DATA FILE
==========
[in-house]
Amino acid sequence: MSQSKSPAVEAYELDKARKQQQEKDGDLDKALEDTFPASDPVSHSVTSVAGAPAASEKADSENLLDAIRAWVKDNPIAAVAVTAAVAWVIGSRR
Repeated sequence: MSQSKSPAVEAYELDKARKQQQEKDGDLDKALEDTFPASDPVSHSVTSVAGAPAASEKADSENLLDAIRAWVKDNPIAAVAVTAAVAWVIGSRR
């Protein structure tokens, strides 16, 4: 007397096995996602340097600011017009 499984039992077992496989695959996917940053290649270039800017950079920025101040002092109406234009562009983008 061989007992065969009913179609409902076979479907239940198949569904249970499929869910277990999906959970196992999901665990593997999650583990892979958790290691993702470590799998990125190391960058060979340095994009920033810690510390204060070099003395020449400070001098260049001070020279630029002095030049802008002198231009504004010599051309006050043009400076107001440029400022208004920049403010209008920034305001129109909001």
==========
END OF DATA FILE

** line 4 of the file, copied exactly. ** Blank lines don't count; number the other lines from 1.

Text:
């Protein structure tokens, strides 16, 4: 007397096995996602340097600011017009 499984039992077992496989695959996917940053290649270039800017950079920025101040002092109406234009562009983008 061989007992065969009913179609409902076979479907239940198949569904249970499929869910277990999906959970196992999901665990593997999650583990892979958790290691993702470590799998990125190391960058060979340095994009920033810690510390204060070099003395020449400070001098260049001070020279630029002095030049802008002198231009504004010599051309006050043009400076107001440029400022208004920049403010209008920034305001129109909001």